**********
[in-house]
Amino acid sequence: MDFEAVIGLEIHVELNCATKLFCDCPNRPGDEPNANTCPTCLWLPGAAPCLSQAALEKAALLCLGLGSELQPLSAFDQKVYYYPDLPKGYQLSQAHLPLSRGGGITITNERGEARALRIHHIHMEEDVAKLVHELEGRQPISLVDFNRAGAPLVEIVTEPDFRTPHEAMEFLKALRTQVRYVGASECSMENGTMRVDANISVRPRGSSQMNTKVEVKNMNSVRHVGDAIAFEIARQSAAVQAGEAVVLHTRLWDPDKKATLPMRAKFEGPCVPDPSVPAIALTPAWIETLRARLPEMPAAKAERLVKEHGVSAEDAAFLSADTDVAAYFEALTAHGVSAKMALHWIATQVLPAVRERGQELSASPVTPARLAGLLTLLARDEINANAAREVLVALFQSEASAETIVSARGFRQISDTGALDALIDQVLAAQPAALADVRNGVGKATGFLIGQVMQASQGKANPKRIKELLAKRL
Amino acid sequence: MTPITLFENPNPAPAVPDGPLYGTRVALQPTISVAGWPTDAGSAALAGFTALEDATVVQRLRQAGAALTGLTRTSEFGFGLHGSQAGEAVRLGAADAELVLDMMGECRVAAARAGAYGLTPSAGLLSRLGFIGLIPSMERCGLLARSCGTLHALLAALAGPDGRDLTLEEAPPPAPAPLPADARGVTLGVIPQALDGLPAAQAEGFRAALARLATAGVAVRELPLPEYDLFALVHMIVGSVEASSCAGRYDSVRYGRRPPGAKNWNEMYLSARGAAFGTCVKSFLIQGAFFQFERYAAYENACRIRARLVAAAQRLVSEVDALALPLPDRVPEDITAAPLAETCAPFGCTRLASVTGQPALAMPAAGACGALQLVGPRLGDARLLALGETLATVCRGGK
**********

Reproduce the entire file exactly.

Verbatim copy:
[in-house]
Amino acid sequence: MDFEAVIGLEIHVELNCATKLFCDCPNRPGDEPNANTCPTCLWLPGAAPCLSQAALEKAALLCLGLGSELQPLSAFDQKVYYYPDLPKGYQLSQAHLPLSRGGGITITNERGEARALRIHHIHMEEDVAKLVHELEGRQPISLVDFNRAGAPLVEIVTEPDFRTPHEAMEFLKALRTQVRYVGASECSMENGTMRVDANISVRPRGSSQMNTKVEVKNMNSVRHVGDAIAFEIARQSAAVQAGEAVVLHTRLWDPDKKATLPMRAKFEGPCVPDPSVPAIALTPAWIETLRARLPEMPAAKAERLVKEHGVSAEDAAFLSADTDVAAYFEALTAHGVSAKMALHWIATQVLPAVRERGQELSASPVTPARLAGLLTLLARDEINANAAREVLVALFQSEASAETIVSARGFRQISDTGALDALIDQVLAAQPAALADVRNGVGKATGFLIGQVMQASQGKANPKRIKELLAKRL
Amino acid sequence: MTPITLFENPNPAPAVPDGPLYGTRVALQPTISVAGWPTDAGSAALAGFTALEDATVVQRLRQAGAALTGLTRTSEFGFGLHGSQAGEAVRLGAADAELVLDMMGECRVAAARAGAYGLTPSAGLLSRLGFIGLIPSMERCGLLARSCGTLHALLAALAGPDGRDLTLEEAPPPAPAPLPADARGVTLGVIPQALDGLPAAQAEGFRAALARLATAGVAVRELPLPEYDLFALVHMIVGSVEASSCAGRYDSVRYGRRPPGAKNWNEMYLSARGAAFGTCVKSFLIQGAFFQFERYAAYENACRIRARLVAAAQRLVSEVDALALPLPDRVPEDITAAPLAETCAPFGCTRLASVTGQPALAMPAAGACGALQLVGPRLGDARLLALGETLATVCRGGK